YOU’VE COME A LONG WAY BABY!

December 22, 2017 Category: TIPS FROM ROBIN MACFARLANE

Having a solid understanding of the past helps us to understand the present. It also guides the decisions we make for future development. So today, let’s take an abbreviated history lesson on the development of the remote collar.

From what I have been able to gather, remote collars got their inception in the late 50’s or early 60’s. A man named Bill Boatman is thought to be one of the first to develop and market the tool through his mail order catalog business. The initial development was within the hound hunting groups. The goal was to stop dogs from “running trash”. Trash being a term applied to any animal other than the intended game being pursued during the hunt. Hounds are typically working at a significant distance from the hunter. The dog’s purpose is to either move game to a trapped location (ex. treeing a raccoon) or to circle it back around toward the hunter. When a dog runs trash, you risk losing the dog if it is after a game animal, such as a deer, which can cover long distances. Not to mention the expenditure of energy in a fruitless pursuit of the wrong prey means you lose the ability to get the dog back to work. It is easy to understand why “running trash” can be a significant problem for a hunter.

The first collars developed had a single level of stimulation and that level was hot! The sole purpose was to utilize a high level, aversive consequence (punishment) if the dog began to pursue the wrong target. There was no level of finesse in how the tool was used, and given the intensity and the application, the name “shock collar” was certainly an accurate moniker.

What may be lesser known was that previous to the shock collars development, a “#9 correction” was a common intervention for the running trash problem. Number 9 was a reference to the use of number 9 bird shot. Given a choice between the two, I’d venture to say that the shock collar was considered a more humane and safe option for solving the training problem.

The need to vary the setting to better suit individual dog’s sensitivity was quickly recognized and collars developed so that intensity could be varied. However, the technology was limited, in that changing the stimulation level required changing a colored plug on the collar itself. While this was an improvement and allowed more stimulation choices, the obvious challenge was that the user still had to guess what intensity would be sufficient because once the dog was off leash, the ability to change intensity left with the dog. So, the training techniques were still relying on positive punishment consequences for the dog getting off track.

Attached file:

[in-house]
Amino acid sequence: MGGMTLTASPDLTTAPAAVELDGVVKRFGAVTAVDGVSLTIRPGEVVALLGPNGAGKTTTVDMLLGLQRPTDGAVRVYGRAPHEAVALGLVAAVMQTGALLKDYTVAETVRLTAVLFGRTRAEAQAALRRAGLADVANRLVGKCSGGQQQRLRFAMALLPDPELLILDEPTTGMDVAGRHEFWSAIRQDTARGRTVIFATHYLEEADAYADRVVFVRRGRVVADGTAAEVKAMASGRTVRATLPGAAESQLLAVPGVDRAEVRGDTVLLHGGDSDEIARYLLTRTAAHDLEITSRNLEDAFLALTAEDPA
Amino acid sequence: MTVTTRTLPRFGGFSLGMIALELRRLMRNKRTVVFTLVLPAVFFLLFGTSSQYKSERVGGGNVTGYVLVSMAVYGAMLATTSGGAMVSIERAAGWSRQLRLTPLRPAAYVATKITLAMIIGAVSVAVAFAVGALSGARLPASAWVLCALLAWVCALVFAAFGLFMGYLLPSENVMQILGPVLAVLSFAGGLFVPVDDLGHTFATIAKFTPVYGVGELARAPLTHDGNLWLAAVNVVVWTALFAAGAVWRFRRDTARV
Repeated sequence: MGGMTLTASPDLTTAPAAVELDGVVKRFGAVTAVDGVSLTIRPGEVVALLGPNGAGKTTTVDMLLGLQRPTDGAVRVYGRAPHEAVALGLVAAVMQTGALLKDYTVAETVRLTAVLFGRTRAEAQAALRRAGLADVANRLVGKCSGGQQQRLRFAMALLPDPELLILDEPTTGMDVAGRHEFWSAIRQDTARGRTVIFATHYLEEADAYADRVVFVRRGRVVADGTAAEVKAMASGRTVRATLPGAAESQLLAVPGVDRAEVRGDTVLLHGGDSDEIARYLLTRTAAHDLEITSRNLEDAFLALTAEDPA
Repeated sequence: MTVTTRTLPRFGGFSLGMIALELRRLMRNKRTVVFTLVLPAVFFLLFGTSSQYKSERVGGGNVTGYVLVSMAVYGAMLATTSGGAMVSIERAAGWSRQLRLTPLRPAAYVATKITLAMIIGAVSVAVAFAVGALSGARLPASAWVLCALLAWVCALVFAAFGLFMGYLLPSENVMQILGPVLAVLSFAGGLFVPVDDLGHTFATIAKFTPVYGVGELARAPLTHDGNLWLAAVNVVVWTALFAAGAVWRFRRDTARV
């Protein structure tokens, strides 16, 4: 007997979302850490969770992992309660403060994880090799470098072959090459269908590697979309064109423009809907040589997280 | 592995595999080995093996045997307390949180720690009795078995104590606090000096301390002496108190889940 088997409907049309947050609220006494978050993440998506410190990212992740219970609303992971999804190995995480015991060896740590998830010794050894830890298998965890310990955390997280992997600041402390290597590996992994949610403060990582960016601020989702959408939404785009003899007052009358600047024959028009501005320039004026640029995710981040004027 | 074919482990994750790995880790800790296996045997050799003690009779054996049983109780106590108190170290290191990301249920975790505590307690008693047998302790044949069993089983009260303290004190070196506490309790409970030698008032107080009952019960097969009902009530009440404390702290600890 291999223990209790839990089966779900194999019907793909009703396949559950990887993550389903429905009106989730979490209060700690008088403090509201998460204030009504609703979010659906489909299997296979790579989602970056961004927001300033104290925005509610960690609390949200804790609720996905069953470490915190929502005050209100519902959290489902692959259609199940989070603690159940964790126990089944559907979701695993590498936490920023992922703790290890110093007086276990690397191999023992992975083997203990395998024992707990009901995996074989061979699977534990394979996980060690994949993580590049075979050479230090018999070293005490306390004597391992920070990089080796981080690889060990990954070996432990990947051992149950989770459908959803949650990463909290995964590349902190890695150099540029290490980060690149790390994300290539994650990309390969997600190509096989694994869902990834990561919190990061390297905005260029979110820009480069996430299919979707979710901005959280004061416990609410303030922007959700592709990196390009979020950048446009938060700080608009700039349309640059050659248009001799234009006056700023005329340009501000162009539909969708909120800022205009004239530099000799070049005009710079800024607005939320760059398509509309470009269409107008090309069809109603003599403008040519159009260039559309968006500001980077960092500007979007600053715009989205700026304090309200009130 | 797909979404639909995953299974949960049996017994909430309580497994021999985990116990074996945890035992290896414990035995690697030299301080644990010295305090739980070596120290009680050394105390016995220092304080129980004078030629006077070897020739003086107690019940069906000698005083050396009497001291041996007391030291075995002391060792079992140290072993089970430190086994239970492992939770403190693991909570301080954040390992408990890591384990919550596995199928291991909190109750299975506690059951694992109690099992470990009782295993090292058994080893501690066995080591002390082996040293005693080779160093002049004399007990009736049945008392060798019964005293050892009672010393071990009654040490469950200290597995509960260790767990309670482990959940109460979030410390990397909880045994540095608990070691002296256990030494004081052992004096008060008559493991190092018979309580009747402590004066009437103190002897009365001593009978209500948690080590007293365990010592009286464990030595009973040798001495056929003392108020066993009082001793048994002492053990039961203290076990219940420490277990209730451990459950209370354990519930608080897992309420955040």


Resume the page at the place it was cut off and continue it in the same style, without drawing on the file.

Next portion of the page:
Fast forward into the 80’s and e-collar manufacturers developed the ability to adjust stimulation levels from the transmitter rather than needing to adjust at the receiver. This development was pivotal and gave rise to a significant shift in the training methods. This is when the retriever world got heavily involved in e-collar training with Rex Carr being credited with much of the earliest influence. Shortly after, names like Dobbs and Lardy began producing lots of training material that folks like myself cut our learning chops on. The use of negative reinforcement and idea of indirect pressure (stopping the dog with a Sit command and redirecting to the correct direction) became primary ways of using the collar in an improved way. Lower levels of pressure could be used to influence and guide a dog, preventing wrong choices from occurring…thus teaching the dog “how to stay on course” rather than early punishing for going astray.

The remote training collars of today offer numerous options to meet a variety of training styles. Options such as audible tones and vibration settings allow the user creative ways to communicate. These features can be used for purposes such as a unique interrupter to stop nuisance behavior, or they can be conditioned for a single purpose cue, such as a recall. They can be paired with rewards for use in marker training, or used in the more traditional approach as a warning signal for the dog disobeying a command.

The stimulation profiles on quality collars still provide high end levels for those dogs more impervious to physical sensation, but they also encompass settings so low as to be imperceptible to most humans. In more recent years, GPS tracking has been added to some of the units as well.

Over the past sixty years, the remote collar has matured from a rather crude instrument into an advanced communication device.

Gone are the large, bulky receivers with external antennas. The collars of the past that only fit on large, hunting breeds have been replaced with small, streamline shapes that fit easily even on small pet dogs. The transmitters have morphed from a single stimulation remote the size of a large flashlight with a three-foot antenna, into ergonomic, hand held pocket sized units that offer the user a wide range of stimulation levels.

We’ve come a long way since the days of the “shock collar”. Today we have multi-faceted tools that allow us to communicate with great finesse. I’m certain we’ll see even more innovation in the future. And as the years continue to tick by, hopefully the old terminology will drop from the vernacular too. Today’s remote training collars bear only the most vague resemblance to their past predecessors.